Speaking to reporters after the sentence was handed down, Watkins said that his client now accepted the election results as valid and that he appeared to lose faith in Trump after Trump ignored Chansley’s request for a pardon.

“President Trump is not someone that is important to him,” the defense attorney said. “The message of any political thought at this point … is absolutely of zero importance. … It became really clear when President Trump did not pardon him.”

Watkins seemed brimming with anger about Trump’s behavior, saying he thought that Trump had a duty to “take care of a lot of the jackasses that you f---ed up because of Jan. 6.”

“There are a lot of people on Jan. 6 who were dramatically impacted by the president,” the defense lawyer added.

Nonbinding federal sentencing guidelines called for between 41 and 51 months in prison for Chansley on the felony obstruction count he pleaded guilty to.

Watkins asked in a written pleading that Chansley receive a sentence “significantly below” that range, but prosecutors urged Lamberth to impose a sentence at the top end of that range, 51 months. They rejected arguments that he was a “peaceful” participant in the Jan. 6 mob.

“If the defendant had been peaceful on that day, Your Honor, we would not be here,” Assistant U.S. Attorney Kimberly Paschall said.

Paschall said Chansley had spent months whipping up followers into a frenzy over false claims of voter fraud, describing his efforts as “a call to battle.” Then, she said, Chansley stormed past police and onto the Senate dais, where Pence stood just moments before and wrote a note that read “It’s only a matter of time. Justice is coming.”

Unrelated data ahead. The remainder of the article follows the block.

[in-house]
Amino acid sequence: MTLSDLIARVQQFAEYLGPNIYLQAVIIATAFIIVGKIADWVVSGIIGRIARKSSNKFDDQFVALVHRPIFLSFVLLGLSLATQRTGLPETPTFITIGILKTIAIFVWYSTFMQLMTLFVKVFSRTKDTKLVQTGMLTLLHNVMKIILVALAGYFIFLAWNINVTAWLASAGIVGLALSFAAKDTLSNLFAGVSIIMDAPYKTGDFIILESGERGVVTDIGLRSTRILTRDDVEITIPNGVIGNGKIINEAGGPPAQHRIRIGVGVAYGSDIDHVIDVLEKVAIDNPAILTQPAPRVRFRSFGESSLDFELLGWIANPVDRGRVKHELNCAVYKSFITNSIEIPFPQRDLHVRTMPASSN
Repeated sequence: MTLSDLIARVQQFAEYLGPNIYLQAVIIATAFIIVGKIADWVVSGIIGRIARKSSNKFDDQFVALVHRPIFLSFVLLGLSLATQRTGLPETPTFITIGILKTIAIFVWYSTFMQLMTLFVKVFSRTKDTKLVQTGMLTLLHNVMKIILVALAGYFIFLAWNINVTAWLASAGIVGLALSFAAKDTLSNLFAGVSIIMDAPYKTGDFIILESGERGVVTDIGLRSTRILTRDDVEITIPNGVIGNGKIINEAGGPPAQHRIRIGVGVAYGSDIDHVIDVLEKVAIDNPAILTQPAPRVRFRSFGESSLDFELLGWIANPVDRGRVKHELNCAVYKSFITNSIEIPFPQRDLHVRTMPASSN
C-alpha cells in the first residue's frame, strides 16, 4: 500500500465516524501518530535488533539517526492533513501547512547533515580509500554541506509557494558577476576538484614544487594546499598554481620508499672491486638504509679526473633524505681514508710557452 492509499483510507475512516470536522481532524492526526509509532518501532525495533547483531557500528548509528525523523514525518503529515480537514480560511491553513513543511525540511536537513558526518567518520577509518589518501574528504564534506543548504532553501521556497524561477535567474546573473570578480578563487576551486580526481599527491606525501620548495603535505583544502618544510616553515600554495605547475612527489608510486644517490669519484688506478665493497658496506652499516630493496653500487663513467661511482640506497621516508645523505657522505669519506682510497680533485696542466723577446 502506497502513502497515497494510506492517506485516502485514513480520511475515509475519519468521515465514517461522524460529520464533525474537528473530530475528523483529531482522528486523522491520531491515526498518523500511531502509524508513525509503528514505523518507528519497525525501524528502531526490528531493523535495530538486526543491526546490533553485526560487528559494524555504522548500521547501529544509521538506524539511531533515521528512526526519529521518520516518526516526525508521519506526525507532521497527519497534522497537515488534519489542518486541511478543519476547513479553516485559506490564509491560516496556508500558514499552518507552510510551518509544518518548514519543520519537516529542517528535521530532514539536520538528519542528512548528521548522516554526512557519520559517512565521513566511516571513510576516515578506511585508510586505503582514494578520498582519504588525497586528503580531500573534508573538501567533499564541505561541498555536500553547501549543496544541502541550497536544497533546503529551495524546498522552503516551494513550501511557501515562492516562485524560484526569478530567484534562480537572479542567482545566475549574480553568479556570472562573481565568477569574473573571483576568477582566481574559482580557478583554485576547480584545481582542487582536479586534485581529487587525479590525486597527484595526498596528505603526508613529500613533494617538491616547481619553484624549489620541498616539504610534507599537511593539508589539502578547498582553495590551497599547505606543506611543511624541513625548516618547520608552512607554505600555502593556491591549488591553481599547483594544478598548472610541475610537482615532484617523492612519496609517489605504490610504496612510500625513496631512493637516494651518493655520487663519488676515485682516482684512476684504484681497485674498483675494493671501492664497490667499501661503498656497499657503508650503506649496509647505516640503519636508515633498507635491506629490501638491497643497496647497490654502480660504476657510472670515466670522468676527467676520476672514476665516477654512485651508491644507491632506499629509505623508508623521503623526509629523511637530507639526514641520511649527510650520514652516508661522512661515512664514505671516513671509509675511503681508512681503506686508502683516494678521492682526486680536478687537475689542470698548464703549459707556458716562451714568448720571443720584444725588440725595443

The prosecutor said Chansley’s statements were not mere bluster because they were delivered amid the riot and with Pence and others still in danger.

“He’s feet away from the object of his contempt,” Paschall said. “This note was not peaceful. This note is a threat.”

Watkins indicated that Chansley had also been cooperating with the government since his incarceration. He has sat for multiple debriefings, Watkins noted, and is willing to offer further help.

The obstruction charge that Chansley pleaded guilty to and that other Capitol riot defendants are challenging in court carries a maximum possible sentence of 20 years in prison. Chansley said that for a period after his arrest he was distraught because he thought he was certain to receive the maximum.

“I thought it was going to be 20 years of solitary confinement,” he said.

Chansley also used his remarks to distinguish himself from the other defendants who have been jailed alongside him, suggesting they’re more hardened than he is.

“I am nothing like these people that I have been incarcerated with,” he said, adding, “They’re acting like they’re in the Holiday Inn while they’re incarcerated.”

Last week, Lamberth delivered another 41-month sentence to a New Jersey man who admitted punching a police officer in the face amidst the riot at the Capitol. The pair of sentences are the most severe meted out thus far in Jan. 6-related cases, although more serious charges remain pending against many defendants.

As the court hearing concluded on Wednesday, Lamberth suggested as he did last week that remaining defendants in the Capitol riot cases would be wise to plead guilty. He assured Chansley that he would’ve received even more prison time if he had gone to trial rather than accept a plea deal.

“If they want to go to trial they can, but you were smart,” the judge assured Chansley. “It may not feel it today, but I guarantee you, you were smart.”


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November 17, 2021, 7:08 pm